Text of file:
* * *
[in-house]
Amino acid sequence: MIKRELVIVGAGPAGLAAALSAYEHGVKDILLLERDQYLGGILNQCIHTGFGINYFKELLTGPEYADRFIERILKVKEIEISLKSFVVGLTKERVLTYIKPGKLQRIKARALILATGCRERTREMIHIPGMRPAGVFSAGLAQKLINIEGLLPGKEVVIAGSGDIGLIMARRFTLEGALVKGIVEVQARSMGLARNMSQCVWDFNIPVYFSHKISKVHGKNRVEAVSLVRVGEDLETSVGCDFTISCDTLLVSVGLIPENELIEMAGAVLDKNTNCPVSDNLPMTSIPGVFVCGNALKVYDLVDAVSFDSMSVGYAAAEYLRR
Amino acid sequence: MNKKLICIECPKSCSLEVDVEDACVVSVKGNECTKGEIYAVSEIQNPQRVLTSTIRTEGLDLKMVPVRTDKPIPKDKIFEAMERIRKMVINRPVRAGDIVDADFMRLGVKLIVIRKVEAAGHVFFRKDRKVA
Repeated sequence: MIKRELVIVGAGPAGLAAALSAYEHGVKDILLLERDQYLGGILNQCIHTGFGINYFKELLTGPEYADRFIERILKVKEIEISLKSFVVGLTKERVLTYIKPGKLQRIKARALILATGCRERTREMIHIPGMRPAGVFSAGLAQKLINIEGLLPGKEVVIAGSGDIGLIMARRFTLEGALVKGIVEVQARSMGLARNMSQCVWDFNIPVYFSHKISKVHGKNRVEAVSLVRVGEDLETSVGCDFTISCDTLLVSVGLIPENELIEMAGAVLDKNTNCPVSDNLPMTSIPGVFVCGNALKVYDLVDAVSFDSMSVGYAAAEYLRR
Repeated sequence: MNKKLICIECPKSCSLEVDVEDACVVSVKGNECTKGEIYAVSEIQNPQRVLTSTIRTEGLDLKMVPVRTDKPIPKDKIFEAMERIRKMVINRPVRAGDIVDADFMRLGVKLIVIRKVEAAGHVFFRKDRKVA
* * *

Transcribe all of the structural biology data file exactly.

[in-house]
Amino acid sequence: MIKRELVIVGAGPAGLAAALSAYEHGVKDILLLERDQYLGGILNQCIHTGFGINYFKELLTGPEYADRFIERILKVKEIEISLKSFVVGLTKERVLTYIKPGKLQRIKARALILATGCRERTREMIHIPGMRPAGVFSAGLAQKLINIEGLLPGKEVVIAGSGDIGLIMARRFTLEGALVKGIVEVQARSMGLARNMSQCVWDFNIPVYFSHKISKVHGKNRVEAVSLVRVGEDLETSVGCDFTISCDTLLVSVGLIPENELIEMAGAVLDKNTNCPVSDNLPMTSIPGVFVCGNALKVYDLVDAVSFDSMSVGYAAAEYLRR
Amino acid sequence: MNKKLICIECPKSCSLEVDVEDACVVSVKGNECTKGEIYAVSEIQNPQRVLTSTIRTEGLDLKMVPVRTDKPIPKDKIFEAMERIRKMVINRPVRAGDIVDADFMRLGVKLIVIRKVEAAGHVFFRKDRKVA
Repeated sequence: MIKRELVIVGAGPAGLAAALSAYEHGVKDILLLERDQYLGGILNQCIHTGFGINYFKELLTGPEYADRFIERILKVKEIEISLKSFVVGLTKERVLTYIKPGKLQRIKARALILATGCRERTREMIHIPGMRPAGVFSAGLAQKLINIEGLLPGKEVVIAGSGDIGLIMARRFTLEGALVKGIVEVQARSMGLARNMSQCVWDFNIPVYFSHKISKVHGKNRVEAVSLVRVGEDLETSVGCDFTISCDTLLVSVGLIPENELIEMAGAVLDKNTNCPVSDNLPMTSIPGVFVCGNALKVYDLVDAVSFDSMSVGYAAAEYLRR
Repeated sequence: MNKKLICIECPKSCSLEVDVEDACVVSVKGNECTKGEIYAVSEIQNPQRVLTSTIRTEGLDLKMVPVRTDKPIPKDKIFEAMERIRKMVINRPVRAGDIVDADFMRLGVKLIVIRKVEAAGHVFFRKDRKVA